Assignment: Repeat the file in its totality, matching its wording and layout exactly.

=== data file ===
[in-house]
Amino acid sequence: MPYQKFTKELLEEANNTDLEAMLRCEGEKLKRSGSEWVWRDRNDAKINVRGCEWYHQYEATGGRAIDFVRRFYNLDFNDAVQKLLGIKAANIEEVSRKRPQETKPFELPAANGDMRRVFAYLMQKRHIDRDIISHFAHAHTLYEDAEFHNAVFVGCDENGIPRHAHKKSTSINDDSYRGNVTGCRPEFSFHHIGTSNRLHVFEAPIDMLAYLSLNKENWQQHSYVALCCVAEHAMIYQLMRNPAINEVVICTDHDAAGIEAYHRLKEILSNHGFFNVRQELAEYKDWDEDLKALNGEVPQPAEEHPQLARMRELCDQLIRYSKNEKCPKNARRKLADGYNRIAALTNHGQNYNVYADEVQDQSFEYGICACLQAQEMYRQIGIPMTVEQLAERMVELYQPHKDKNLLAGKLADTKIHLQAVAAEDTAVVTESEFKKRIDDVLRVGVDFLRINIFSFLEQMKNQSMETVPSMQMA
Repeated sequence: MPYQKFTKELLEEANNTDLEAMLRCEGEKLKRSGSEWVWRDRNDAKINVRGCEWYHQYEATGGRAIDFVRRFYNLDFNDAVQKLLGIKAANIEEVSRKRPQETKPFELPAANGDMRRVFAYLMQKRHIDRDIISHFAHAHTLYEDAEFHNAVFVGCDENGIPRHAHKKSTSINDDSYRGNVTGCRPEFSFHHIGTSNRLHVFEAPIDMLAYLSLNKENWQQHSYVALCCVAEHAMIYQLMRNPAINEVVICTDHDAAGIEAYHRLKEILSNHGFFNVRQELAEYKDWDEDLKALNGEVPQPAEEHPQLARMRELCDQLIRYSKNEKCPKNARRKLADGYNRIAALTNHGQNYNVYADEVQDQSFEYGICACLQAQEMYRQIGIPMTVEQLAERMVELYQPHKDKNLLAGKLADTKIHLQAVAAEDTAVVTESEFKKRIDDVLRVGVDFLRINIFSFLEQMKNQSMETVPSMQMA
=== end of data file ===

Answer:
[in-house]
Amino acid sequence: MPYQKFTKELLEEANNTDLEAMLRCEGEKLKRSGSEWVWRDRNDAKINVRGCEWYHQYEATGGRAIDFVRRFYNLDFNDAVQKLLGIKAANIEEVSRKRPQETKPFELPAANGDMRRVFAYLMQKRHIDRDIISHFAHAHTLYEDAEFHNAVFVGCDENGIPRHAHKKSTSINDDSYRGNVTGCRPEFSFHHIGTSNRLHVFEAPIDMLAYLSLNKENWQQHSYVALCCVAEHAMIYQLMRNPAINEVVICTDHDAAGIEAYHRLKEILSNHGFFNVRQELAEYKDWDEDLKALNGEVPQPAEEHPQLARMRELCDQLIRYSKNEKCPKNARRKLADGYNRIAALTNHGQNYNVYADEVQDQSFEYGICACLQAQEMYRQIGIPMTVEQLAERMVELYQPHKDKNLLAGKLADTKIHLQAVAAEDTAVVTESEFKKRIDDVLRVGVDFLRINIFSFLEQMKNQSMETVPSMQMA
Repeated sequence: MPYQKFTKELLEEANNTDLEAMLRCEGEKLKRSGSEWVWRDRNDAKINVRGCEWYHQYEATGGRAIDFVRRFYNLDFNDAVQKLLGIKAANIEEVSRKRPQETKPFELPAANGDMRRVFAYLMQKRHIDRDIISHFAHAHTLYEDAEFHNAVFVGCDENGIPRHAHKKSTSINDDSYRGNVTGCRPEFSFHHIGTSNRLHVFEAPIDMLAYLSLNKENWQQHSYVALCCVAEHAMIYQLMRNPAINEVVICTDHDAAGIEAYHRLKEILSNHGFFNVRQELAEYKDWDEDLKALNGEVPQPAEEHPQLARMRELCDQLIRYSKNEKCPKNARRKLADGYNRIAALTNHGQNYNVYADEVQDQSFEYGICACLQAQEMYRQIGIPMTVEQLAERMVELYQPHKDKNLLAGKLADTKIHLQAVAAEDTAVVTESEFKKRIDDVLRVGVDFLRINIFSFLEQMKNQSMETVPSMQMA